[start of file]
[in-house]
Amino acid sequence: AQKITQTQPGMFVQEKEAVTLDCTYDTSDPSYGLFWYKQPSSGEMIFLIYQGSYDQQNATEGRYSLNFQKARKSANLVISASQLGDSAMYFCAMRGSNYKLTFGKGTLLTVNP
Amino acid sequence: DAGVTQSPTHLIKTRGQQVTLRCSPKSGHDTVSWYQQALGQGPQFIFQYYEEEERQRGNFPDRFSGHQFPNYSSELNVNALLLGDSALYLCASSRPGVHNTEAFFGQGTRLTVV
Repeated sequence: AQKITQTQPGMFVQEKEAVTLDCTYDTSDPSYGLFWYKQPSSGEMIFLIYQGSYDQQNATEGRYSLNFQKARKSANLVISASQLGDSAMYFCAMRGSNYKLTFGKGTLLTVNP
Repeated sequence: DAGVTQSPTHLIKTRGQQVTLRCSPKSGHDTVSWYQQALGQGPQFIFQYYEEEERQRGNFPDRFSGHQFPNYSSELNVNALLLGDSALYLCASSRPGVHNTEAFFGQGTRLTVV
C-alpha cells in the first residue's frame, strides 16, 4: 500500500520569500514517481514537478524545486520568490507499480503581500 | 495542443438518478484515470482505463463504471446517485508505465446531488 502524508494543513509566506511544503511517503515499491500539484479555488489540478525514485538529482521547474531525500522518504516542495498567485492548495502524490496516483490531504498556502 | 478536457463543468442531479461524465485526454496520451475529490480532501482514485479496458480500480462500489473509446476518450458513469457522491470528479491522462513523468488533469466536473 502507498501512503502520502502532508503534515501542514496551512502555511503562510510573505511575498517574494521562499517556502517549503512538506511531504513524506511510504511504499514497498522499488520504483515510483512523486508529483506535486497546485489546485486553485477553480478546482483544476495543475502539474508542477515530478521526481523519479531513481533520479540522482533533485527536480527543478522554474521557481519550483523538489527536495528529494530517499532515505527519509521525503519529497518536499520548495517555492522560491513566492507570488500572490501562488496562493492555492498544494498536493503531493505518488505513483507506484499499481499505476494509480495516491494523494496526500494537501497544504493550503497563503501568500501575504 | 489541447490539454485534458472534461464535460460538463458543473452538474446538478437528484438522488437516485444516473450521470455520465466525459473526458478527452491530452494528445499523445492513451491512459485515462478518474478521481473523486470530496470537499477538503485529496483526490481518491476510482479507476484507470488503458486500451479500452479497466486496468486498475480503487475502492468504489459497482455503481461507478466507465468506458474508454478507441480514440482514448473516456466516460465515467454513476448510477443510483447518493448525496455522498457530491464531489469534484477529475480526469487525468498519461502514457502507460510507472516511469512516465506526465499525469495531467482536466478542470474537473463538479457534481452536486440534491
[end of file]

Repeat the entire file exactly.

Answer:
[in-house]
Amino acid sequence: AQKITQTQPGMFVQEKEAVTLDCTYDTSDPSYGLFWYKQPSSGEMIFLIYQGSYDQQNATEGRYSLNFQKARKSANLVISASQLGDSAMYFCAMRGSNYKLTFGKGTLLTVNP
Amino acid sequence: DAGVTQSPTHLIKTRGQQVTLRCSPKSGHDTVSWYQQALGQGPQFIFQYYEEEERQRGNFPDRFSGHQFPNYSSELNVNALLLGDSALYLCASSRPGVHNTEAFFGQGTRLTVV
Repeated sequence: AQKITQTQPGMFVQEKEAVTLDCTYDTSDPSYGLFWYKQPSSGEMIFLIYQGSYDQQNATEGRYSLNFQKARKSANLVISASQLGDSAMYFCAMRGSNYKLTFGKGTLLTVNP
Repeated sequence: DAGVTQSPTHLIKTRGQQVTLRCSPKSGHDTVSWYQQALGQGPQFIFQYYEEEERQRGNFPDRFSGHQFPNYSSELNVNALLLGDSALYLCASSRPGVHNTEAFFGQGTRLTVV
C-alpha cells in the first residue's frame, strides 16, 4: 500500500520569500514517481514537478524545486520568490507499480503581500 | 495542443438518478484515470482505463463504471446517485508505465446531488 502524508494543513509566506511544503511517503515499491500539484479555488489540478525514485538529482521547474531525500522518504516542495498567485492548495502524490496516483490531504498556502 | 478536457463543468442531479461524465485526454496520451475529490480532501482514485479496458480500480462500489473509446476518450458513469457522491470528479491522462513523468488533469466536473 502507498501512503502520502502532508503534515501542514496551512502555511503562510510573505511575498517574494521562499517556502517549503512538506511531504513524506511510504511504499514497498522499488520504483515510483512523486508529483506535486497546485489546485486553485477553480478546482483544476495543475502539474508542477515530478521526481523519479531513481533520479540522482533533485527536480527543478522554474521557481519550483523538489527536495528529494530517499532515505527519509521525503519529497518536499520548495517555492522560491513566492507570488500572490501562488496562493492555492498544494498536493503531493505518488505513483507506484499499481499505476494509480495516491494523494496526500494537501497544504493550503497563503501568500501575504 | 489541447490539454485534458472534461464535460460538463458543473452538474446538478437528484438522488437516485444516473450521470455520465466525459473526458478527452491530452494528445499523445492513451491512459485515462478518474478521481473523486470530496470537499477538503485529496483526490481518491476510482479507476484507470488503458486500451479500452479497466486496468486498475480503487475502492468504489459497482455503481461507478466507465468506458474508454478507441480514440482514448473516456466516460465515467454513476448510477443510483447518493448525496455522498457530491464531489469534484477529475480526469487525468498519461502514457502507460510507472516511469512516465506526465499525469495531467482536466478542470474537473463538479457534481452536486440534491